"Bicyclists may overtake and pass another vehicle only when safe to do so. Bicyclists may pass another vehicle on the right or left, and they may stay in the same lane, change lanes, or ride off the road if necessary for safe passing. Please note that passing motor vehicles on the right side may be extremely dangerous if the motorist does not see the bicyclist and attempts a right turn.

A person riding a bicycle, electric personal assistive mobility device, electric power-assisted bicycle, motorized skateboard or scooter, or moped shall not travel between two lanes of traffic moving in the same direction, except where one lane is a separate turn lane or a mandatory turn lane.

Motorists must approach and pass a bicyclist at a reasonable speed at least two feet to the left of the bicyclist.
Reference: §§46.2-839,46.2-907"

I think it would be helpful for motorists to know that bicycles are allowed to pass, since I get the impression that many motorists automatically assume that cyclists are in the wrong. There is a handy guide to basic bicycling laws in the DMV area with links to further detail on WABA's website at

Thanks for your consideration,

Shawn Gallagher
DC Cyclist

Mid Summer Update

Three weeks in to june and I'm over the 1200 mile mark. Back on May 27th I passed the halfway mark and thought about posting, but never got around to writing anything to commemorate it.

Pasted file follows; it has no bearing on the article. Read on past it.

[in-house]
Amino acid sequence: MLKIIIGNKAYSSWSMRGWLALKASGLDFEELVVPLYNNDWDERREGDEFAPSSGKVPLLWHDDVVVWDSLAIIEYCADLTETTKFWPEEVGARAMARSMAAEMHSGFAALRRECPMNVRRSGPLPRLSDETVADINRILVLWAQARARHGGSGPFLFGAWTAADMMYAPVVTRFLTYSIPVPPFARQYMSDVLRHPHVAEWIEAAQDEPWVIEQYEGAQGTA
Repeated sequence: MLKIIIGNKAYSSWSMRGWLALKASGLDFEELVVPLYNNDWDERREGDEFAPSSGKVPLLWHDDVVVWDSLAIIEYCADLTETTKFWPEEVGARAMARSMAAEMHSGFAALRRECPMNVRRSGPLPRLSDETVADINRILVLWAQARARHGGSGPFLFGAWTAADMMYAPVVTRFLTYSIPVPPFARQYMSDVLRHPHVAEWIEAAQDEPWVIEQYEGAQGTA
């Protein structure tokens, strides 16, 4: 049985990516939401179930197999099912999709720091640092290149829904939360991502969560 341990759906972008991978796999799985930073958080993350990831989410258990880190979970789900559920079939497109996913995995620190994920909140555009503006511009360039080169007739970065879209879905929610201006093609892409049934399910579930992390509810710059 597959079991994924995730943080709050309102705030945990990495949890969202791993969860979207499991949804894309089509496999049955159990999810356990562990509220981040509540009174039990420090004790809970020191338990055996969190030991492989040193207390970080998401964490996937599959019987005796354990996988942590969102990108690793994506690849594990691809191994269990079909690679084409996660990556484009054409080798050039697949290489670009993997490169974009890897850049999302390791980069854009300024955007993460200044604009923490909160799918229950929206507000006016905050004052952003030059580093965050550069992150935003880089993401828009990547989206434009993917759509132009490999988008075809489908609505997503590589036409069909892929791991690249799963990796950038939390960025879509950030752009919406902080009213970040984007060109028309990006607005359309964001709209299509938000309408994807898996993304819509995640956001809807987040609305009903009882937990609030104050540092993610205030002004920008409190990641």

June has been a difficult month for cycling. The rain has been torrential and unrelenting for the first two weeks of the month, flooding my basement and forcing me out of my home for over a week. I even ended up with a flat over on the Mt. Vernon Trail, three miles away from anything in a downpour. After walking for a mile, a fellow biker was nice enough to stop and give me a tube so I could continue on.
The Raleigh is getting older and even more squirly. I need to get an outer plate put on my crank to keep my chain from jumping off. The Shogun is even heavier now, with the addition of some nice wheel brows for a birthday present. They have served me well in the inclement weather, keeping most of the road grit and moisture off my legs.

Wednesday, May 6, 2009

Free helmets in Denmark

in association with the North Jutland Police and The Danish Cyclists Federation (via Washcycle

Robotic Bike Parking

Robot Valet Parking (courtesy of Hard Drive, The Oregonian, and the Washington Post)

Wednesday, April 29, 2009

Bike To Work Day 2009

I'm leading a Bike convoy for WABA on Bike To Work Day (BTWD) from Falls Church, VA to the meet up spot at Freedom Plaza in DC. We're leaving at 6:30am and I'm hoping we can make it there in less than an hour. I have no idea how big the group will be, and whether or not that will slow us down at all, but it's for a good cause! Here's a link to the route we're taking.

Thursday, April 23, 2009


Yet again, American car companies have given us something else we don't need. And it's not even a crappy car this time. The GM PUMA is about as useful as a segway, but bigger, and the jury is still out on whether it looks more stupid.